Quote Originally Posted by George1111
    I have bashed my concrete head up against Vb.Net for about 6 months now, and have finally come to the conclusion that it is just too slow. The promise of new technologies to be able to drag fields and prompts onto forms just dazzled me ... until I ran the programs. I just can't get my head around clicking on a form (for the first time) and waiting for it to compile (or whatever it is doing - sometimes can sit there for several seconds). And it varies for even the same form - one day it will be 1 second - the next it might be 5 or 6 seconds - and I have no control over this !
    Well I will have to disagree here. It may execute slow on older machines, but as you know any new software that is usually developed targets new hardware and architecture. Which means that these programs/software are bound to run slow on machines like P-III. If you are talking about compile times then that should not bother you. VB 6 necver performed a full compile when you executed the program from within the IDE. VB 6 only performs full compile when you press Ctrl+F5. And if you observe this process also takes some time.

    VB.NET performs a full compile before executing a program from within the IDE, this might be the reason why it takes more time.


    Quote Originally Posted by George1111
    Or its like a constipated dog which just cant get it out ! (joke)


    Quote Originally Posted by George1111
    I presume in years to come when we have 25GHZ quadrupple processors on every box and 16GB ram on board as standard (because it will cost $2), it might be acceptable - in the meantime, I need to make a living in this world making customers happy, and VB.Net is not the right choice for me today - pity.

    Unfortunately there is still an abundance of Celeron and low ram and low ghz P4s in the user marketplace which were only purchased a couple of years back - Vb.Net not only causes a complete overhaul of my programming practices but also requires most users to upgrade their complete hardware .. Huh ?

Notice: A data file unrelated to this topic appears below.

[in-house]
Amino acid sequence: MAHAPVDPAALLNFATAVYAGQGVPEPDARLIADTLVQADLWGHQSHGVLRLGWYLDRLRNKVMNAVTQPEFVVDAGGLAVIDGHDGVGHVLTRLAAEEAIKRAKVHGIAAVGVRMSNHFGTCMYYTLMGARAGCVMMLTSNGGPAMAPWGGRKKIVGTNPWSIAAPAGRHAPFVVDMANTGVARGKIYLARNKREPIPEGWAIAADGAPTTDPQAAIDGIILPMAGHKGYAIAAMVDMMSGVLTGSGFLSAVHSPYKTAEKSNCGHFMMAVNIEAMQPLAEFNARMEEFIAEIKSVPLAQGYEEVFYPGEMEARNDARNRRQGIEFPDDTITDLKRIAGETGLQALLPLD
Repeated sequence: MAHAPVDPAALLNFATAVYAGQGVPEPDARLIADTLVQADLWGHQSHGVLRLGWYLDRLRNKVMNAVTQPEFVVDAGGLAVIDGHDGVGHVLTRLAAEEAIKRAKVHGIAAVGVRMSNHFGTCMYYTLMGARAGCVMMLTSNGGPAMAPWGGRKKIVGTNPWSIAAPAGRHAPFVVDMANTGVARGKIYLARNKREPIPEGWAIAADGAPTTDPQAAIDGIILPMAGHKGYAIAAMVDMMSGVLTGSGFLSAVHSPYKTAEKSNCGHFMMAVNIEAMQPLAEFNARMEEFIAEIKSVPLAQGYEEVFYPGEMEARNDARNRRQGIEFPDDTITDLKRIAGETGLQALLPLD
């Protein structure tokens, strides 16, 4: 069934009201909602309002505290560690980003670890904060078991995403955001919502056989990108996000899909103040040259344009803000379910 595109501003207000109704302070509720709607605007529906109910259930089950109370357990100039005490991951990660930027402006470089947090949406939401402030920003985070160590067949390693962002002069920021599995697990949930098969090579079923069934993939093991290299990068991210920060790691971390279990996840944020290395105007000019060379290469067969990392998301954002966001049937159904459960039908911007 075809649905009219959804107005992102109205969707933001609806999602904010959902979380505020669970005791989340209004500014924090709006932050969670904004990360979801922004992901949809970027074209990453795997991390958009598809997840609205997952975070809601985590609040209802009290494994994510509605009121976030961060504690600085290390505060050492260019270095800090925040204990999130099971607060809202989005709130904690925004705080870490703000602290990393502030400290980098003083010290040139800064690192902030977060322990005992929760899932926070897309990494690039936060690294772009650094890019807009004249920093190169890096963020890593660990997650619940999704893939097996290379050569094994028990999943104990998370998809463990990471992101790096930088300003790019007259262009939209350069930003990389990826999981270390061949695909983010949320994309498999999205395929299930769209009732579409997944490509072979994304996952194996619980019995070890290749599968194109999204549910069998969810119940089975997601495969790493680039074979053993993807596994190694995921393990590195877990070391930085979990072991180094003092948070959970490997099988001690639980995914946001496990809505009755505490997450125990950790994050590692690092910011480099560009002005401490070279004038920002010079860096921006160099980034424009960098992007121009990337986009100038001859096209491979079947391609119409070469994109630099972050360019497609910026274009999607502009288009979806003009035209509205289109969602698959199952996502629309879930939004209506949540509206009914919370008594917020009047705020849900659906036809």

You should also consider taking a look at the design of the applications. I have observed this that people like me (coming from VB 6 background) do try to do stuff in .NET the VB 6 way at times, which in turn makes the .NET program performance little bit bad.

    Quote Originally Posted by dglienna
    If you deploy .Net, you can mix .Net code in with you vb6 app to get the best of both languages. You can keep replacing code sections untill it doesn't use vb6 at all.
    And you can use InterOp Forms toolkit to achieve that too.

  13. #28
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    Re: VB6 vs VB.NET

    Quote Originally Posted by George1111
    So .... For the new killer app I want to develop, I get the feeling that half of you would go with VB.NET and half with VB6

    Now, I know nothing about VB.NET - so how long does it take to learn how to use it ?

    How is this VB6 mid-level programmer going to go ?

    My gut feeling tells me its going to be an uphill climb for about 6 months ??
    Well George its not so bad.. It does take a little getting used to..

    Point no 1 DO NOT USE THE PROJECT UPGRADER.. if you have a VB6 app, rather rewrite in .NET..

    Thats exactly what i'm doing with the IP Chat app (See my sig) the VB.NET syntax is the same as VB6, and most 6 methods work in .NET, but .Net has better methods to do the same, Often even in a single line of code..

    Example... Take two Byte arrays and merge into a single Byte Array..

    VB6 : 4 or 5 lines of code, including a loop..

    VB.NET : Single command - [Array].copyto ([detination array],[start position]

    In my effort to learn VB.NET, I'm trying not to use methods learnt for VB6 but find the new stuff they packed into .NET to do it quicker , like in the above example. The copyto execution time is far faster than any loop code can be optimised..

    I've been working on .NET for about 6 months now, and am still a relative begginer on it, but i'm plowing through and am determined to learn it..

    Also I whould suggest that your first project in .NET be a rewrite of something small that you already have in VB6. This way you can compare methods, and always know what you supposed to have at the end..

    Okay enough said...